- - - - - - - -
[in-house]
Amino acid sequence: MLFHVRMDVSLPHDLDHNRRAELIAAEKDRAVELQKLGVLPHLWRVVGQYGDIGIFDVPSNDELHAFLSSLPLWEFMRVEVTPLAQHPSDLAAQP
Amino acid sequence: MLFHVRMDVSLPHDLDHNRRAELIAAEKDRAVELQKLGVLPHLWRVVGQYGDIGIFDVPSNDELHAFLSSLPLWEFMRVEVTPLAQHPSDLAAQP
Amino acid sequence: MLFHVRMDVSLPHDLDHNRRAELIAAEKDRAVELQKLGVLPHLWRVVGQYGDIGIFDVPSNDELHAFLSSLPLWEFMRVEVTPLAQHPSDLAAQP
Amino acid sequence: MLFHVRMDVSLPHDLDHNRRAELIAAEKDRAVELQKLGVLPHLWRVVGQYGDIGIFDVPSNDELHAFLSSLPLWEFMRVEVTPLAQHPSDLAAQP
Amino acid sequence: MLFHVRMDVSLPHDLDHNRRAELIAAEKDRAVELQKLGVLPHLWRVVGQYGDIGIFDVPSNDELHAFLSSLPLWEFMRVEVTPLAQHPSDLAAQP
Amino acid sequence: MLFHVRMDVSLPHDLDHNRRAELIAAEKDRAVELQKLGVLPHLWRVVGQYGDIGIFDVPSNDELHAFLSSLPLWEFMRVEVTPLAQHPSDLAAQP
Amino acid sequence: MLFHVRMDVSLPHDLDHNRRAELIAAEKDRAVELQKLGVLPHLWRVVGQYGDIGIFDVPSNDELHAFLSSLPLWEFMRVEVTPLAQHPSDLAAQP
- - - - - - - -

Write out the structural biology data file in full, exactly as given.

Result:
[in-house]
Amino acid sequence: MLFHVRMDVSLPHDLDHNRRAELIAAEKDRAVELQKLGVLPHLWRVVGQYGDIGIFDVPSNDELHAFLSSLPLWEFMRVEVTPLAQHPSDLAAQP
Amino acid sequence: MLFHVRMDVSLPHDLDHNRRAELIAAEKDRAVELQKLGVLPHLWRVVGQYGDIGIFDVPSNDELHAFLSSLPLWEFMRVEVTPLAQHPSDLAAQP
Amino acid sequence: MLFHVRMDVSLPHDLDHNRRAELIAAEKDRAVELQKLGVLPHLWRVVGQYGDIGIFDVPSNDELHAFLSSLPLWEFMRVEVTPLAQHPSDLAAQP
Amino acid sequence: MLFHVRMDVSLPHDLDHNRRAELIAAEKDRAVELQKLGVLPHLWRVVGQYGDIGIFDVPSNDELHAFLSSLPLWEFMRVEVTPLAQHPSDLAAQP
Amino acid sequence: MLFHVRMDVSLPHDLDHNRRAELIAAEKDRAVELQKLGVLPHLWRVVGQYGDIGIFDVPSNDELHAFLSSLPLWEFMRVEVTPLAQHPSDLAAQP
Amino acid sequence: MLFHVRMDVSLPHDLDHNRRAELIAAEKDRAVELQKLGVLPHLWRVVGQYGDIGIFDVPSNDELHAFLSSLPLWEFMRVEVTPLAQHPSDLAAQP
Amino acid sequence: MLFHVRMDVSLPHDLDHNRRAELIAAEKDRAVELQKLGVLPHLWRVVGQYGDIGIFDVPSNDELHAFLSSLPLWEFMRVEVTPLAQHPSDLAAQP